Speaker 1: That means you're aware when the analysis is happening and you might not speak as naturally as you would without knowing you can also see battery life, manage notifications and download or delete your health data in the settings tab. Now that you've seen the app and the kinds of metrics that the halo view can track, you're probably wondering how it actually holds up during [00:05:30] a workout. But first it's important to understand what's included with the membership and what's included without the membership, without a subscription, you can track basic metrics like steps, heart rate, calories, burned, activity sessions, and sleep duration, but you need a subscription to unlock deeper insights and more features that includes Amazon's full library of fitness workout and nutrition programs. And some of the halo views best features. One of my favorite things about the halo view is its weekly [00:06:00] activity score. Instead of setting a daily goal like Apple's activity rings, Amazon challenges you to meet a weekly objective.
Speaker 1: This is great because if there is a day where I feel like I need to recover, or maybe I didn't get enough sleep, I can still do a light activity like going for a brisk walk. I still feel like I'm contributing to my goal. Whereas with the apple watches daily activity rings, if I only go for a walk, I'm not gonna close my rings. And it almost feels like a waste. If you're hoping to take advantage of Amazon's specific features like its body [00:06:30] fat estimator tool or the voice analysis feature that we mentioned earlier, you'll also need a halo membership. The good news that the halo view comes with a free one year subscription. So you can try all of these things out before deciding if you wanna commit. And at $4 per month, Amazon service is a lot cheaper than Fitbit premium or apple fitness plus both of which cost $10 per month.
Speaker 1: Amazon is also adding a lot of new content to its halo service. One example of that is its new fitness [00:07:00] videos. In addition to aggregating videos from partners like Optiv and orange theory, Amazon is also now making its own studio workouts, which makes it more competitive with apple and Peloton. I've been trying out Amazon's hit and core workouts. And so far they seem well produced. The trainers are energetic and the workouts themselves are challenging. There are a few areas where Apple's more expensive program out shines, Amazons Apple's workouts have more of a focus on modifications, making [00:07:30] them more approachable and starting a workout in the fitness plus app automatically triggers your apple watch to begin a workout session, which is a really nice per aside from Amazon's videos. The selection of workouts on the band itself is actually feels quite limited. There are only 10 options to choose from while the Fitbit inspire too, has 20 exercise modes that said there are a few things I really enjoyed about tracking my health and sleep with the Amazon halo view.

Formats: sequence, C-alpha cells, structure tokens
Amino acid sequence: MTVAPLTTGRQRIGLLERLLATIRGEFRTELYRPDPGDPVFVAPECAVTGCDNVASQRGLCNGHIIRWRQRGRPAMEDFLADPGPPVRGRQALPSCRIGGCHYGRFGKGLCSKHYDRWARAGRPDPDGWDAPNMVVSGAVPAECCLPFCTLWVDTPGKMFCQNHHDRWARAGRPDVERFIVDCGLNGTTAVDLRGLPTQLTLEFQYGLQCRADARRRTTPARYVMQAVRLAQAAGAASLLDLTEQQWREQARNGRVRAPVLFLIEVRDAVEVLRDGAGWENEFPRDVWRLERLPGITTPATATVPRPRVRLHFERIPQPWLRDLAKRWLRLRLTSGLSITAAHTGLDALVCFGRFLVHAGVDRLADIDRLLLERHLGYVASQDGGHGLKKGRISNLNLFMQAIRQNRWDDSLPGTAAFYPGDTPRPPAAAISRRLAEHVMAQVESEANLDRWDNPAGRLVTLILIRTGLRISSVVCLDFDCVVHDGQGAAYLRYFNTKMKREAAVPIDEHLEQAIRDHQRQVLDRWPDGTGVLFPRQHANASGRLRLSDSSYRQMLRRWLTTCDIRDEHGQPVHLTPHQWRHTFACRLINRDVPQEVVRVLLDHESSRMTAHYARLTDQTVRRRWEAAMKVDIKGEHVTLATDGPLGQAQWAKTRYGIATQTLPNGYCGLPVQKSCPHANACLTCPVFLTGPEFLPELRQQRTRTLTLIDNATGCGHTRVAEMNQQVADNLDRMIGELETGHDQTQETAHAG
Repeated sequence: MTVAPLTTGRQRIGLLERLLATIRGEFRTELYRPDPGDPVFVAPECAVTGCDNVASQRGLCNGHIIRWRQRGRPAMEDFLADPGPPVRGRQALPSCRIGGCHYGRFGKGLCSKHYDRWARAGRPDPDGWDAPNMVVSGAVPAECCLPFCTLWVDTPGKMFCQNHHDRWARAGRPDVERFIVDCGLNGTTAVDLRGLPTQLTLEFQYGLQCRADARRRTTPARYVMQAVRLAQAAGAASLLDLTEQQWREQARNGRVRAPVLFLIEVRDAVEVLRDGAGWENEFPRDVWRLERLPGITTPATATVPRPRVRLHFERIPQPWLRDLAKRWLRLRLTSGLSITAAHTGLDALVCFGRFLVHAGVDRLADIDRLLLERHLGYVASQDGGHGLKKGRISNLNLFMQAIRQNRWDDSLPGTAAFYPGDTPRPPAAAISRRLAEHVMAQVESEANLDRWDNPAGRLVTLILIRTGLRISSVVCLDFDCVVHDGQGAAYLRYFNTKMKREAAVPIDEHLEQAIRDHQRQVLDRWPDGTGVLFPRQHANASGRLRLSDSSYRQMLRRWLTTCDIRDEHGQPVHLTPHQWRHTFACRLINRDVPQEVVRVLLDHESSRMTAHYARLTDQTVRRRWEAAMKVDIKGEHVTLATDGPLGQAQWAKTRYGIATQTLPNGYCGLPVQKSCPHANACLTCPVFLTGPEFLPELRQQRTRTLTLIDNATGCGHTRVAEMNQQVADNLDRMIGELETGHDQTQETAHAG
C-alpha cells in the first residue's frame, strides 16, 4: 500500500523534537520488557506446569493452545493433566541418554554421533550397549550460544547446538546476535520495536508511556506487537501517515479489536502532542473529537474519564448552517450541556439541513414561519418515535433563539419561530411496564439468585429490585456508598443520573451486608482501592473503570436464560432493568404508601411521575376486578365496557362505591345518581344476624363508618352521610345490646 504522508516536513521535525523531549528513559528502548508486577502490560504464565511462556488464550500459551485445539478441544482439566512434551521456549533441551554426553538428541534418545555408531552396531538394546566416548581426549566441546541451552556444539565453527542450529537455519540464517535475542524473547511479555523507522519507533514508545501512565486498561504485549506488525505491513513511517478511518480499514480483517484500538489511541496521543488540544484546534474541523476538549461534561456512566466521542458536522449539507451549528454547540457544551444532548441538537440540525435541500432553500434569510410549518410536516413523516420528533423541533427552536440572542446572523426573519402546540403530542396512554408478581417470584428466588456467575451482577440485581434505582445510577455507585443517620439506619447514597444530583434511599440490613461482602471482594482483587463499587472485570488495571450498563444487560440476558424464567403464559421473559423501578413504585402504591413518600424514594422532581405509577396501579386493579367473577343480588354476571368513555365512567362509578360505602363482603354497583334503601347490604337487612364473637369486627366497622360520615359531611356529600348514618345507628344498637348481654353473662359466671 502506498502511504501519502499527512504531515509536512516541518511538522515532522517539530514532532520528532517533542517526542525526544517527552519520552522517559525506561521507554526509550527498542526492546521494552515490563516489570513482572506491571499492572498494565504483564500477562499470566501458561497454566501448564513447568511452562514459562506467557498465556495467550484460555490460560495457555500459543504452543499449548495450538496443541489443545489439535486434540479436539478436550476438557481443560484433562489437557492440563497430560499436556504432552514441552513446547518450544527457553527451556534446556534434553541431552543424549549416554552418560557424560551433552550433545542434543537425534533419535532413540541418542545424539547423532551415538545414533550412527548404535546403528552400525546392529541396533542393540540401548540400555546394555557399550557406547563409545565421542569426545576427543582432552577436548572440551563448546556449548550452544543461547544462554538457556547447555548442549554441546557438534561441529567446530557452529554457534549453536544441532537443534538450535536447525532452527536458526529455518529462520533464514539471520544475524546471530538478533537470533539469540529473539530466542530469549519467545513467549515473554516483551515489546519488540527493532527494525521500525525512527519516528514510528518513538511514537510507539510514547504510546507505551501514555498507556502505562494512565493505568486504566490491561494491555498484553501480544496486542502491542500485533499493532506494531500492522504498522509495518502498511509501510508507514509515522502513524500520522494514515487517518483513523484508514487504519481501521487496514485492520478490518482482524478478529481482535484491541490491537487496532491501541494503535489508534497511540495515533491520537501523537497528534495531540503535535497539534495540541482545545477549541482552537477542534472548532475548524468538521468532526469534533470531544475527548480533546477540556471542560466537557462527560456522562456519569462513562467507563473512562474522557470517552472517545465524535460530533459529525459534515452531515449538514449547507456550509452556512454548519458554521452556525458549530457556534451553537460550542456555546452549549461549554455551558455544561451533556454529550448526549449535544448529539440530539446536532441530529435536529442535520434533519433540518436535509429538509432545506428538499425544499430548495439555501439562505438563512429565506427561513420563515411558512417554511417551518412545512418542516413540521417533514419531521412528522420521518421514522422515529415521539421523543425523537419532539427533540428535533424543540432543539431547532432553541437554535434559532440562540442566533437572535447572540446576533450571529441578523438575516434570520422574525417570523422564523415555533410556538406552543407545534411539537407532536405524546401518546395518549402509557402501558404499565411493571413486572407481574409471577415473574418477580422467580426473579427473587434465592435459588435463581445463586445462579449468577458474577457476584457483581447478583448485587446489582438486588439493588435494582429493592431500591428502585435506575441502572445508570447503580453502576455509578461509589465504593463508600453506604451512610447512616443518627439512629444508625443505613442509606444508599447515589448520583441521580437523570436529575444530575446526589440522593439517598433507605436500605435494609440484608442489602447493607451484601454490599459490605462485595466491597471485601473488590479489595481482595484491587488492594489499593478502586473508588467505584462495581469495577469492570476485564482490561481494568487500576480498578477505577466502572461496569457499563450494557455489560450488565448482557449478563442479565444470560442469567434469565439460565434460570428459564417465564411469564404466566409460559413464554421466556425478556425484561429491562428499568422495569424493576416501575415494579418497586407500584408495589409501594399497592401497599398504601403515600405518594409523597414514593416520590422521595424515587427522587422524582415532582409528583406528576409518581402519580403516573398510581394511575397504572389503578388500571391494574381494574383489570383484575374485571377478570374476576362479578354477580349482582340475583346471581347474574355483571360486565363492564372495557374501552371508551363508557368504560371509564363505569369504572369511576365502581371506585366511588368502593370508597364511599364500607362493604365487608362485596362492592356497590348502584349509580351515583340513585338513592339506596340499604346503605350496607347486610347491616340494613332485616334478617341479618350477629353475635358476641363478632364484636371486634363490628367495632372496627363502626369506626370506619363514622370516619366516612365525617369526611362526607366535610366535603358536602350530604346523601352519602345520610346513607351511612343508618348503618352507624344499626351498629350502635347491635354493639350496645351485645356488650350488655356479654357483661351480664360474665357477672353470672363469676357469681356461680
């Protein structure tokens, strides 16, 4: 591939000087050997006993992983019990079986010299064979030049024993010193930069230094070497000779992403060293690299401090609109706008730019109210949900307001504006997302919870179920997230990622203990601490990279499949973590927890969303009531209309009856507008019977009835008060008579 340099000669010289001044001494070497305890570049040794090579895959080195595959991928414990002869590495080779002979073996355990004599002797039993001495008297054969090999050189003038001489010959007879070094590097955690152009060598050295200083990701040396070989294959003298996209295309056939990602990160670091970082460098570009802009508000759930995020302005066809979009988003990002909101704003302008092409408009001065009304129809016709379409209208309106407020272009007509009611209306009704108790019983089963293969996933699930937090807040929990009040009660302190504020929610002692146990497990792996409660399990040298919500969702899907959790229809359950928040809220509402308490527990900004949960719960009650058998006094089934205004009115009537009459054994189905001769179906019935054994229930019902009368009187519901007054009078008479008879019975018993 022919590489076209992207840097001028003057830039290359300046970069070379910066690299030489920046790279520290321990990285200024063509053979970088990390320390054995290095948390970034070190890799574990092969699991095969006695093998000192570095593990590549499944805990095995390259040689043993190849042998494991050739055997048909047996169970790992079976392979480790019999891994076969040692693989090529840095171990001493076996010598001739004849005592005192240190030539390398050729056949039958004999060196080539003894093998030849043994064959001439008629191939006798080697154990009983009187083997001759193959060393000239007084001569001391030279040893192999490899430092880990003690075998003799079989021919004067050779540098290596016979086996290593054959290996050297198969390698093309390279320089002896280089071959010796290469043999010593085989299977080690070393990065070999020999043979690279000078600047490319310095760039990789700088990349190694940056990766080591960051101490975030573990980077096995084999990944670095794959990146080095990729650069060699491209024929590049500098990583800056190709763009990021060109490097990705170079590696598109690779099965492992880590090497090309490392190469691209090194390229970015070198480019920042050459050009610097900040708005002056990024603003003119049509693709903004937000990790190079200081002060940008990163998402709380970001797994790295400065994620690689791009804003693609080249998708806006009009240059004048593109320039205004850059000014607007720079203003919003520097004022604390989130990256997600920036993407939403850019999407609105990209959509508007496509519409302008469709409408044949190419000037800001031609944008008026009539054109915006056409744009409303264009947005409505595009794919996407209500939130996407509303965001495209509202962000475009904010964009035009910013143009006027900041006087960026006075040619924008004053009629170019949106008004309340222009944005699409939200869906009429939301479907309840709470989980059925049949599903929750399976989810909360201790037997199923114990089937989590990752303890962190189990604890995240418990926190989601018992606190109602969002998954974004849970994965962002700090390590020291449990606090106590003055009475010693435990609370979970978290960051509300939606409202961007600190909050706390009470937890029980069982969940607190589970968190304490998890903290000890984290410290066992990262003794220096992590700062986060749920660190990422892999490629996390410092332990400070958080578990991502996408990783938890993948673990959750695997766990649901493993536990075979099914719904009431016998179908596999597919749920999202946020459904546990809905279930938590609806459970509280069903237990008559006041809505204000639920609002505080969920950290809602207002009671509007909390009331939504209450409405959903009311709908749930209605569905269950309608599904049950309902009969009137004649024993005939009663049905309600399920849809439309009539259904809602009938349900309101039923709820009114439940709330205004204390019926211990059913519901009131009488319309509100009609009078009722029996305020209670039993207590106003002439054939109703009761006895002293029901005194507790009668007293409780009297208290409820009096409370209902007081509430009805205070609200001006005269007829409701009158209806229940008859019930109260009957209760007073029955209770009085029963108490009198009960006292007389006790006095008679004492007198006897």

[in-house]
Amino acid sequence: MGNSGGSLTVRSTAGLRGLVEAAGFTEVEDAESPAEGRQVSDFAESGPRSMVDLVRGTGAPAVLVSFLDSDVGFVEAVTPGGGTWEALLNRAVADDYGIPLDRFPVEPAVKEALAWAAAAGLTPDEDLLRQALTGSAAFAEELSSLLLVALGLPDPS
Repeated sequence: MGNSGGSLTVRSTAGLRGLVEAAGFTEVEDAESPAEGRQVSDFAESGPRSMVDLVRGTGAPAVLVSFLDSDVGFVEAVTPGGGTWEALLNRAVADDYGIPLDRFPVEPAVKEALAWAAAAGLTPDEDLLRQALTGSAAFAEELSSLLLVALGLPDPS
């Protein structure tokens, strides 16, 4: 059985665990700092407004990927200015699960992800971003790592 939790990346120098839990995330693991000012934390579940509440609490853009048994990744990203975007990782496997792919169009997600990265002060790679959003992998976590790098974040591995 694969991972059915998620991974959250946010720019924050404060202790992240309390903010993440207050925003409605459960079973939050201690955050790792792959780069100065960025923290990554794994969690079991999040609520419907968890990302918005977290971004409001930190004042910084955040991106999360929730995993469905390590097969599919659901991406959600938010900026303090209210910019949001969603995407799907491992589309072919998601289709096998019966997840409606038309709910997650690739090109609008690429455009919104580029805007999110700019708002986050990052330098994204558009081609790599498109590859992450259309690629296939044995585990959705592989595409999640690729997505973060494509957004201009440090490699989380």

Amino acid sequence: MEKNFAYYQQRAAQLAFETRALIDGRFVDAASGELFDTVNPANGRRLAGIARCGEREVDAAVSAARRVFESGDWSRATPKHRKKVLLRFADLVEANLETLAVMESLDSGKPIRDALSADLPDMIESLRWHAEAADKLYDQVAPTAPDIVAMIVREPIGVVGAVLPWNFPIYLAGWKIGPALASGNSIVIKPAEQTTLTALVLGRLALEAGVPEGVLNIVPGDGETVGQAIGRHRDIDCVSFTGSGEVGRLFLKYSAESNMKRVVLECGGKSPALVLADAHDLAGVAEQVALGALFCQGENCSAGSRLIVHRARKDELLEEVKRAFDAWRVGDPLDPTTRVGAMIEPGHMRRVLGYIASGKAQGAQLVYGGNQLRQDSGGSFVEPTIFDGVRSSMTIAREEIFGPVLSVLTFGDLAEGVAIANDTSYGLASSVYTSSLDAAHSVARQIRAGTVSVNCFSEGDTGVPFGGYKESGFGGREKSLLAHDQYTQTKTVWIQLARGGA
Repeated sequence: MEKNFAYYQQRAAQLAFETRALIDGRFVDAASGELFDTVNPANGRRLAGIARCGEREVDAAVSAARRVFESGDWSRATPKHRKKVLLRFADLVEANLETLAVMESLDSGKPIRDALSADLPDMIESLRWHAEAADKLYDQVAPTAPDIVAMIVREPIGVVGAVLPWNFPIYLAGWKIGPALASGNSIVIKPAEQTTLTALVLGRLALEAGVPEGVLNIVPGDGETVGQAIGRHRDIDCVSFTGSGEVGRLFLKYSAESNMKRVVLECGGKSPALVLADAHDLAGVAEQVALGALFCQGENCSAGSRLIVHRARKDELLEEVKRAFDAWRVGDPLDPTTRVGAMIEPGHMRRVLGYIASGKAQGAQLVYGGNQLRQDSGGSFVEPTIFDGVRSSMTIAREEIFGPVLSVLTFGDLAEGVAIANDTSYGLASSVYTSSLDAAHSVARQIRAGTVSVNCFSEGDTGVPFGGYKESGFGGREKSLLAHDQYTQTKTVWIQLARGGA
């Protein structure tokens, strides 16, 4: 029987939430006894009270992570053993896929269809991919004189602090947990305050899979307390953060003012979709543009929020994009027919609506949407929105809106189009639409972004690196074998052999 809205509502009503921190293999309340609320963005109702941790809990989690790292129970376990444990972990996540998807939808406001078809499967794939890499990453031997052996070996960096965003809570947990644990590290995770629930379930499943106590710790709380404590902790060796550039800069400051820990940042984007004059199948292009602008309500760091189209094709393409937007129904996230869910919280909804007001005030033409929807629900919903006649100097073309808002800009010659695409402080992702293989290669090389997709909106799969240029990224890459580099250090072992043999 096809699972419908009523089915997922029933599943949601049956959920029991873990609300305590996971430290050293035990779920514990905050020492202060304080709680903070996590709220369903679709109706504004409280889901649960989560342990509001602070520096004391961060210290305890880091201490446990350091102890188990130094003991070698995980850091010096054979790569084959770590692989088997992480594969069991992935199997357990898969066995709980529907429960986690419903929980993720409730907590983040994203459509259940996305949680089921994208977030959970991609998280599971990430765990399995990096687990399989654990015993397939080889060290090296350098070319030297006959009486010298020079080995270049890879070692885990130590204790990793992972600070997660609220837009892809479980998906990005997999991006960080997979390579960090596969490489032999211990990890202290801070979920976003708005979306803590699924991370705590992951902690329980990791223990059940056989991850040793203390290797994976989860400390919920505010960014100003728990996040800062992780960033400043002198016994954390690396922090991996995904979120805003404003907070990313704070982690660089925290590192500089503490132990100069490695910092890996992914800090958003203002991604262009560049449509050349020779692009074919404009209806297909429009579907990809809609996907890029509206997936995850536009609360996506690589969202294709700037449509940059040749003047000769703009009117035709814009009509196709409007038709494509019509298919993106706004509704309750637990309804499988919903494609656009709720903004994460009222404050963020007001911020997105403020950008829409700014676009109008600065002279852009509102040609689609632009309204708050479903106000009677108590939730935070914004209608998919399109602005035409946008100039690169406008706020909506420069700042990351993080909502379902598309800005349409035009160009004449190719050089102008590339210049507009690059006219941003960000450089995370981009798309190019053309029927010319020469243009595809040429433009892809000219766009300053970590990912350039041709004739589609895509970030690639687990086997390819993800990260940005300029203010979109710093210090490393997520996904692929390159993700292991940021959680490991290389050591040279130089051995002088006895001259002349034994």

Speaker 1: It's really easy to book of smart classes. [00:08:00] I'm interested in directly from the discover feed so that I can quickly find them later. And although this isn't specific to Amazon, I appreciate that the halo gives you a sleep score to assess the quality of your sleep. Another aspect that makes the halo view stand out is Amazon's body fat analysis tool, which uses your smartphone's camera to estimate your body fat percentage. I wasn't a fan of this feature when it launched and I'm still not wild about it. Amazon always tells me I'm in an unhealthy body fat range, even though my weight has never been flagged [00:08:30] as a point of concern from my primary healthcare doctor, simply put, I don't really know what to do with these results. Speaking of those programs, I'm really hoping to see more from Amazon's wellness programs down the line. Right now I'm enrolled in two programs, but there doesn't really seem to be much behind them other than adding reminders to the top of my feed and sending notifications to tell me when it's time to stop snacking, the programs don't seem to be doing much.
Speaker 1: Hopefully this will change in the future. As Amazon adds more features, the Amazon [00:09:00] halo view is an affordable fitness tracker with long battery life. That's great for basic tracking, but its appeal depends on whether you're willing to pay $4 per month to get the most out of it. I'm also not quite sure that Amazon has done enough to lure people away from apple or Fitbit just yet. The $100 Fitbit inspire two is probably the closest competitor to the halo view. Fitbit also keeps a lot of features behind a $10 per month pay wall, but it also has a richer community for those who [00:09:30] find motivation in competing with others that said the halo view is still a strong choice for anyone who wants to pay less than a hundred dollars for a basic fitness tracker. I just think Amazon is still trying to figure out what's going to make its approach to fitness tracking need features like tone of voice and body fat analysis. Don't seem to be a big draw just yet. And it feels like Amazon is still building out its subscription service. If you're sit and trying out the halo view, check out the link in the description, or you can also find a [00:10:00] link to my full written review. So what do you think, are you gonna check out the halo view or would you rather stick with one of the more established fitness trackers? Let us know in the comments. Thanks for watching and I'll see you next time.